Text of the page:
Deleting People Off Facebook And Why I Don’t

As I am sure you can all imagine, because I feel our Facebook feeds are probably all filled with it in one way or another, every time I click on to Facebook I am greeted by messages of sexism, homophobia, transphobia, racism, and Islamophobia.

Often I will post about various posts I see on my Facebook feed and I will rant with friends. Even commenting on people’s post, I am often met with messages of “just delete me then” or “why the fuck we friends then bitch”. Nearly daily I see people posting about deleting long term friends over these things. Since the election, my feed is nearly always filled with posts that anger me and make me anxious at the same time.

But, I never delete the people posting these infuriating things. And I have a lot of reasons why.

Firstly, I would like to note that I am not at all against the delete button. A lot of my marginalized friends have become best friends with the delete button because it is what they need for their mental health, and I find it admirable that they make the decision to love themselves and realize they need to take care of themselves.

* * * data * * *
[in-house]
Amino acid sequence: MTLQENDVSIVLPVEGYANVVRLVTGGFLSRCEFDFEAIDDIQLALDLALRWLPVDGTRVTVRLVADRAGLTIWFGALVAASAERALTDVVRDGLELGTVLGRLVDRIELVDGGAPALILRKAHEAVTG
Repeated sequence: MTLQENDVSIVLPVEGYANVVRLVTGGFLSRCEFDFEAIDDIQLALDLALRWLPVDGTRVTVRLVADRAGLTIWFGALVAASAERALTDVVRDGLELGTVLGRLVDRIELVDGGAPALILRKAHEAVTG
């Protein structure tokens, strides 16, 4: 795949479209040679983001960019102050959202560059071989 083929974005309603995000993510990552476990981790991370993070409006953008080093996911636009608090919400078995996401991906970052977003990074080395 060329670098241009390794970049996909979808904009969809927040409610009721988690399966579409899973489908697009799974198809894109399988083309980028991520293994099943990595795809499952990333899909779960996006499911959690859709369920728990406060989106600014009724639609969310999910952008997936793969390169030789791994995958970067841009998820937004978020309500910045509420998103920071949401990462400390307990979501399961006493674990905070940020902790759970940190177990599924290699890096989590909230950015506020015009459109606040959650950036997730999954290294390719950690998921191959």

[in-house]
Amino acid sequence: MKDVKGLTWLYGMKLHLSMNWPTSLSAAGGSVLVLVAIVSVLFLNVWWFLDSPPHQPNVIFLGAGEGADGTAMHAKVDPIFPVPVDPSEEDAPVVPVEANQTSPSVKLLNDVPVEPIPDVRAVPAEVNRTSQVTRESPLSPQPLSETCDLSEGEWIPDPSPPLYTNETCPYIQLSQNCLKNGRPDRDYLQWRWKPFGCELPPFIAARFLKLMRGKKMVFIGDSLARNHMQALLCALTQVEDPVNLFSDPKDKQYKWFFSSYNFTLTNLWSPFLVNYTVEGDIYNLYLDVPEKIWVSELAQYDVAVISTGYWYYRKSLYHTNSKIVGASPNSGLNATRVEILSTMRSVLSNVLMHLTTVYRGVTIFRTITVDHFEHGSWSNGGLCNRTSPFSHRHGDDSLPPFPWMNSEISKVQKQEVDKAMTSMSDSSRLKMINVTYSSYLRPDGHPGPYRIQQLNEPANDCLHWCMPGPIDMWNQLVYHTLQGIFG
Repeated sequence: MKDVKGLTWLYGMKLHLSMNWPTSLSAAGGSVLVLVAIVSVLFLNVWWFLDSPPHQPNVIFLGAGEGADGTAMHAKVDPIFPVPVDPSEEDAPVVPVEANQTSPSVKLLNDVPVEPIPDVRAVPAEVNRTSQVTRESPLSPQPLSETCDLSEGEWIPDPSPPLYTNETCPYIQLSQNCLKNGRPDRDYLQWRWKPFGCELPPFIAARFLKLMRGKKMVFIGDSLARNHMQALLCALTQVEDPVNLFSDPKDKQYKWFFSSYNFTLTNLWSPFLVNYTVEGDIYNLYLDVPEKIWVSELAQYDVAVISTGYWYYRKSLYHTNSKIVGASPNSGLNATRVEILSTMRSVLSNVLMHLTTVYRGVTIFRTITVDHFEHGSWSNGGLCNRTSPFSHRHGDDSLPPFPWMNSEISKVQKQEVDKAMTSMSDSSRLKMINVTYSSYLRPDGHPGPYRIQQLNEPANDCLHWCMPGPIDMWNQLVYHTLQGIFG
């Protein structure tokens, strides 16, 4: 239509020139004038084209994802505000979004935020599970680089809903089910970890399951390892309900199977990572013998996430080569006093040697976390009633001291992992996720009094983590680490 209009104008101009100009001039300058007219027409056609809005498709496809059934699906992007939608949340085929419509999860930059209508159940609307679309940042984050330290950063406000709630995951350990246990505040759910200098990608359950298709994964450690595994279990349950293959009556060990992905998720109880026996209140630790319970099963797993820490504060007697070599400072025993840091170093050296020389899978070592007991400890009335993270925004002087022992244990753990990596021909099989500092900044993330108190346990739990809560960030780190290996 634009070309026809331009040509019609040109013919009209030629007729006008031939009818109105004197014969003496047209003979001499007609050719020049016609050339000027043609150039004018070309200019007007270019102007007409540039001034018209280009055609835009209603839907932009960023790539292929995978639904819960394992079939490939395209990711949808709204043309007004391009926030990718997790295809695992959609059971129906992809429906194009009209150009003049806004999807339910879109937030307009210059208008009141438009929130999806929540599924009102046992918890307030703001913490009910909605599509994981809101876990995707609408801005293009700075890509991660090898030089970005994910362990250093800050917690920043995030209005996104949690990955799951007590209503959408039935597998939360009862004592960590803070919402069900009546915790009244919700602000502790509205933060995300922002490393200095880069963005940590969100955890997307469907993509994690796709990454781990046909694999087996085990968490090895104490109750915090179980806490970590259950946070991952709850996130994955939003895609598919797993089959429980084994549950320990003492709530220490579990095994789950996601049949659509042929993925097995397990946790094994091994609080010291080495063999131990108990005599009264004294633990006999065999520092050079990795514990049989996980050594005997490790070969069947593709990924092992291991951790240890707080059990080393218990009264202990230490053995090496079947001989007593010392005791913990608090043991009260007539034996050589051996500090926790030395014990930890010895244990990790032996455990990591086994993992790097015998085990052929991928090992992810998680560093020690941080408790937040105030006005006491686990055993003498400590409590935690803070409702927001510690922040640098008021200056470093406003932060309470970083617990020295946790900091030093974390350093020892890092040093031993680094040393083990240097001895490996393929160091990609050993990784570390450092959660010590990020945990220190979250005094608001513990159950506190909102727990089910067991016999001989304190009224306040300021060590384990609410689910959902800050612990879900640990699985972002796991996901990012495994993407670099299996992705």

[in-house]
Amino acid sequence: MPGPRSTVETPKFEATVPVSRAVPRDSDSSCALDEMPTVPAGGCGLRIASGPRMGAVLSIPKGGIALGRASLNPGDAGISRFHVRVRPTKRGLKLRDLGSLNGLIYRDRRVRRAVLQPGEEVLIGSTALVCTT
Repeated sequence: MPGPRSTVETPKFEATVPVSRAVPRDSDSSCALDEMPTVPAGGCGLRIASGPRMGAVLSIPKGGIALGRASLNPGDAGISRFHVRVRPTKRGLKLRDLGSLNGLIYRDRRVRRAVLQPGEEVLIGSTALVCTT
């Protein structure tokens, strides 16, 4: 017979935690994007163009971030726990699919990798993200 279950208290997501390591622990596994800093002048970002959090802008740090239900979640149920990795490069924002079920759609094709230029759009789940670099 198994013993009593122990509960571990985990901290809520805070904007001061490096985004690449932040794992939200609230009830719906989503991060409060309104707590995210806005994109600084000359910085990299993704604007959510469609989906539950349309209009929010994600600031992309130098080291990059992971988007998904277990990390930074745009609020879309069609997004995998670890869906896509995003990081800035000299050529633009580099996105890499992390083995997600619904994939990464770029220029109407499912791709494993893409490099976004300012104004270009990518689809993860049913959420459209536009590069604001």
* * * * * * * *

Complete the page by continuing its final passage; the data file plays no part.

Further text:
Even I have nearly deleted people because they caused my anxiety to grow so deeply it nearly took roots in my day to day life online. 

“There are no safe spaces for us. I can’t unfollow people who don’t like black people in real life.”- Jasmine Banks at BlogHer 16

This one statement had such a huge impact on me and why I started avoiding the delete button and actually addressing the issue. Because deleting people doesn’t mean that the hate doesn’t exist, it only gives you the advantage of pretending it isn’t real. You can pretend that it doesn’t happen or that the people you know would never be that way.


And I think especially for cishet white people it can be the easy solution because you get the ease of deleting people and continuing on with your life. But we don’t have the privilege of walking away every time those post become real people harassing us.

Having people who post homophobic, transphobic, racist, and sexist things lets me be aware of what these people think.